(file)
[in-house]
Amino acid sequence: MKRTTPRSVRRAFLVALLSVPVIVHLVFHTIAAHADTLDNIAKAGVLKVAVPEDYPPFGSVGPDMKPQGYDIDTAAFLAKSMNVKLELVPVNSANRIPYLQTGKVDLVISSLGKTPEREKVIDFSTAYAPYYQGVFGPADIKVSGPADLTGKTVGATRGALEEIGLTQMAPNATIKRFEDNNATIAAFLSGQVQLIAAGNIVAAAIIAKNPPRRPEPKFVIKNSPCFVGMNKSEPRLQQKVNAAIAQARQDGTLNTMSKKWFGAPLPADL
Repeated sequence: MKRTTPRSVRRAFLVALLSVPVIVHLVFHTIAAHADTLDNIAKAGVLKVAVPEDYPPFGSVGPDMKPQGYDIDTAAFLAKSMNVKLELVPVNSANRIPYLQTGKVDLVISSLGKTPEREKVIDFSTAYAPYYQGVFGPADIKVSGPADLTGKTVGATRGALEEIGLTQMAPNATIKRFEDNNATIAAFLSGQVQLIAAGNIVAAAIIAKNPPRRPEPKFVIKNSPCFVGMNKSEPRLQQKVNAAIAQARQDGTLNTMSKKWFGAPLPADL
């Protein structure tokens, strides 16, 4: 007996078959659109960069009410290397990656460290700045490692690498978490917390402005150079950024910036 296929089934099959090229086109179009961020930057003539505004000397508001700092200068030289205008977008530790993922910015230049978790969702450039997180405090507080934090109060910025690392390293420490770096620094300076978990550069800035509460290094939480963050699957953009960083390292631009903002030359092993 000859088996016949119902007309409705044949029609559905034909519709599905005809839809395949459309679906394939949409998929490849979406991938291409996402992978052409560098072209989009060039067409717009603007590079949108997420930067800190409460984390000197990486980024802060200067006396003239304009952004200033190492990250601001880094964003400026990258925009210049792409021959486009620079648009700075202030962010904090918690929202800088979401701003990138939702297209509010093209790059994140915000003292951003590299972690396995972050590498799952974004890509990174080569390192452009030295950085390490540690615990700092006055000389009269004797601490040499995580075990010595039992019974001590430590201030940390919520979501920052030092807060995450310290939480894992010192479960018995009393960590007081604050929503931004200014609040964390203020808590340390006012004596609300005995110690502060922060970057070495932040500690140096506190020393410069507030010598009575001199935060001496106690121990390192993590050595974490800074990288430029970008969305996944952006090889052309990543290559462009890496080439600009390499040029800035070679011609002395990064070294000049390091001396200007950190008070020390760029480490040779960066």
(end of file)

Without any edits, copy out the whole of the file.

[in-house]
Amino acid sequence: MKRTTPRSVRRAFLVALLSVPVIVHLVFHTIAAHADTLDNIAKAGVLKVAVPEDYPPFGSVGPDMKPQGYDIDTAAFLAKSMNVKLELVPVNSANRIPYLQTGKVDLVISSLGKTPEREKVIDFSTAYAPYYQGVFGPADIKVSGPADLTGKTVGATRGALEEIGLTQMAPNATIKRFEDNNATIAAFLSGQVQLIAAGNIVAAAIIAKNPPRRPEPKFVIKNSPCFVGMNKSEPRLQQKVNAAIAQARQDGTLNTMSKKWFGAPLPADL
Repeated sequence: MKRTTPRSVRRAFLVALLSVPVIVHLVFHTIAAHADTLDNIAKAGVLKVAVPEDYPPFGSVGPDMKPQGYDIDTAAFLAKSMNVKLELVPVNSANRIPYLQTGKVDLVISSLGKTPEREKVIDFSTAYAPYYQGVFGPADIKVSGPADLTGKTVGATRGALEEIGLTQMAPNATIKRFEDNNATIAAFLSGQVQLIAAGNIVAAAIIAKNPPRRPEPKFVIKNSPCFVGMNKSEPRLQQKVNAAIAQARQDGTLNTMSKKWFGAPLPADL
């Protein structure tokens, strides 16, 4: 007996078959659109960069009410290397990656460290700045490692690498978490917390402005150079950024910036 296929089934099959090229086109179009961020930057003539505004000397508001700092200068030289205008977008530790993922910015230049978790969702450039997180405090507080934090109060910025690392390293420490770096620094300076978990550069800035509460290094939480963050699957953009960083390292631009903002030359092993 000859088996016949119902007309409705044949029609559905034909519709599905005809839809395949459309679906394939949409998929490849979406991938291409996402992978052409560098072209989009060039067409717009603007590079949108997420930067800190409460984390000197990486980024802060200067006396003239304009952004200033190492990250601001880094964003400026990258925009210049792409021959486009620079648009700075202030962010904090918690929202800088979401701003990138939702297209509010093209790059994140915000003292951003590299972690396995972050590498799952974004890509990174080569390192452009030295950085390490540690615990700092006055000389009269004797601490040499995580075990010595039992019974001590430590201030940390919520979501920052030092807060995450310290939480894992010192479960018995009393960590007081604050929503931004200014609040964390203020808590340390006012004596609300005995110690502060922060970057070495932040500690140096506190020393410069507030010598009575001199935060001496106690121990390192993590050595974490800074990288430029970008969305996944952006090889052309990543290559462009890496080439600009390499040029800035070679011609002395990064070294000049390091001396200007950190008070020390760029480490040779960066």